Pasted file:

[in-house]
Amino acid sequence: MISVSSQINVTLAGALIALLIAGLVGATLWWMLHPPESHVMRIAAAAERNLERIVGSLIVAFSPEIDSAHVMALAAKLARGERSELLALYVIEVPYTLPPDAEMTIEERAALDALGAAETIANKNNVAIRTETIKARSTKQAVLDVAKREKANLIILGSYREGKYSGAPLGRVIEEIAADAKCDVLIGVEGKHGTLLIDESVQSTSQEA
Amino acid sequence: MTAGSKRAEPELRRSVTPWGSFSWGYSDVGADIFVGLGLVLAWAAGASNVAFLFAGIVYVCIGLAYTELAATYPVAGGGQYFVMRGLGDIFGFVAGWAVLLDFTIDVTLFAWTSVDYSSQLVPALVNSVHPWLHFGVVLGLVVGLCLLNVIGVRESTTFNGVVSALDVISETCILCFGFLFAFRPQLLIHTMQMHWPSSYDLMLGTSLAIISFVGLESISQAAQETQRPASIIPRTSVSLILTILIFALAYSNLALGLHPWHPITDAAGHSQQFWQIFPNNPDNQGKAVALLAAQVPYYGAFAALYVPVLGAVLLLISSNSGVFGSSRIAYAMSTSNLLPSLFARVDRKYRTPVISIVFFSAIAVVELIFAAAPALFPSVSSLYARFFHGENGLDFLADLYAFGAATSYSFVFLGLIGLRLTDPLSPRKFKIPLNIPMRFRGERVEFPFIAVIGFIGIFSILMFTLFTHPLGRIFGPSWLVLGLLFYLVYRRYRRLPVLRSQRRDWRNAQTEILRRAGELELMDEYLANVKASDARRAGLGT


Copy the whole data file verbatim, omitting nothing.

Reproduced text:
[in-house]
Amino acid sequence: MISVSSQINVTLAGALIALLIAGLVGATLWWMLHPPESHVMRIAAAAERNLERIVGSLIVAFSPEIDSAHVMALAAKLARGERSELLALYVIEVPYTLPPDAEMTIEERAALDALGAAETIANKNNVAIRTETIKARSTKQAVLDVAKREKANLIILGSYREGKYSGAPLGRVIEEIAADAKCDVLIGVEGKHGTLLIDESVQSTSQEA
Amino acid sequence: MTAGSKRAEPELRRSVTPWGSFSWGYSDVGADIFVGLGLVLAWAAGASNVAFLFAGIVYVCIGLAYTELAATYPVAGGGQYFVMRGLGDIFGFVAGWAVLLDFTIDVTLFAWTSVDYSSQLVPALVNSVHPWLHFGVVLGLVVGLCLLNVIGVRESTTFNGVVSALDVISETCILCFGFLFAFRPQLLIHTMQMHWPSSYDLMLGTSLAIISFVGLESISQAAQETQRPASIIPRTSVSLILTILIFALAYSNLALGLHPWHPITDAAGHSQQFWQIFPNNPDNQGKAVALLAAQVPYYGAFAALYVPVLGAVLLLISSNSGVFGSSRIAYAMSTSNLLPSLFARVDRKYRTPVISIVFFSAIAVVELIFAAAPALFPSVSSLYARFFHGENGLDFLADLYAFGAATSYSFVFLGLIGLRLTDPLSPRKFKIPLNIPMRFRGERVEFPFIAVIGFIGIFSILMFTLFTHPLGRIFGPSWLVLGLLFYLVYRRYRRLPVLRSQRRDWRNAQTEILRRAGELELMDEYLANVKASDARRAGLGT